We (Artist Lazaro Amaral and Myself, Assistant Art Teacher/Writer) strive to creatively liberate our young art 
students and educate them using the oldest form of print used to create art work, Mono Print. Dating back to 
1589, Holland this medieval machine requires you turn a large lever in a rotational motion which sends the steel 
roller rolling and pulls in the printing board that flattens the blanket covering the image to press the ink against 
a flat material and produce a unique print every time. Group One arrive at 9am and are with us for 45 minutes. We have to 
work fast and keep it simple, try to develop a rhythm to work by. It's day one and I had no idea of what to expect 
from the students ranging from 5 to 12 and considering I have no experience of working with children,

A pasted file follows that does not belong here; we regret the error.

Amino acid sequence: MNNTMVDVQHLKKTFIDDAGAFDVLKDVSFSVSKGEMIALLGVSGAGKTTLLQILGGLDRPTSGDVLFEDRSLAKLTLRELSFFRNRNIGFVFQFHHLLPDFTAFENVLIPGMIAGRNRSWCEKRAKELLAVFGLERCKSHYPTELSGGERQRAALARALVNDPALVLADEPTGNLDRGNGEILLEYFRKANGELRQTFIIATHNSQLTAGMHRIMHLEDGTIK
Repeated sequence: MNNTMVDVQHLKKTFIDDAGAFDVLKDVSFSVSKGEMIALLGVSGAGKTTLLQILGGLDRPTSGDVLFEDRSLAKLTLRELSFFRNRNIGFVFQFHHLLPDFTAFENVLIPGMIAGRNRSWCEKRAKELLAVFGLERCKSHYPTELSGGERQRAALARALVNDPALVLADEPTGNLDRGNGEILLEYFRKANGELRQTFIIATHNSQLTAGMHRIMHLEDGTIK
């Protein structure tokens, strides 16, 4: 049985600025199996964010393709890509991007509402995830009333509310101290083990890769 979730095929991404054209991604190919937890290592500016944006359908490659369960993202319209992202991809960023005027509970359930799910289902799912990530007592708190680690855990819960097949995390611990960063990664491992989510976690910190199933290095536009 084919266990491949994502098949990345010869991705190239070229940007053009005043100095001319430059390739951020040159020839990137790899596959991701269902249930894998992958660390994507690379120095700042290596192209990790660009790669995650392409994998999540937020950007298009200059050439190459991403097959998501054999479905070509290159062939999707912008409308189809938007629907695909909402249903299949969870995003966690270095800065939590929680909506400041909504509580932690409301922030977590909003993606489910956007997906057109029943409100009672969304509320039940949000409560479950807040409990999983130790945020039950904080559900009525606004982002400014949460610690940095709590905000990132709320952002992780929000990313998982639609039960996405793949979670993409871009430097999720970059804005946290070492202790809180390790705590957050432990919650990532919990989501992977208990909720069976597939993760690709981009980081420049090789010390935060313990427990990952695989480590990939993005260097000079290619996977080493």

(secretly find them quite intimidating). 

Slowly the students began to arrive...
The Print Room is the coldest. Two high print tables with clamps along the four 
sides of the tall white printing tops. Three 
huge metal mono printing machines split the room. Each machine up to 60 years old and crafted solid steel, each 
look the weight of a small Dinosaur
As you can imagine, our youngest students, aged five are wide-eyed, everything giant and new. The coy 
and rambunctious alike silenced in vastness of the print room's looming metal and wood. All ages hushed and eager.

A little artist cranks the giant print press

One by one, we watch as each familiarize with tools and process to create little masterpieces. 
As the days pass, so the rhythm is found. The characters defined and names learned.
I watch Lazaro, an established working artist, teaching up to our ears in paint 
using a revolutionary machine and essential sharing art history, keeping the medium alive 
and in the process producing extraordinary work.

A celebration of student artwork

Gallery Day!


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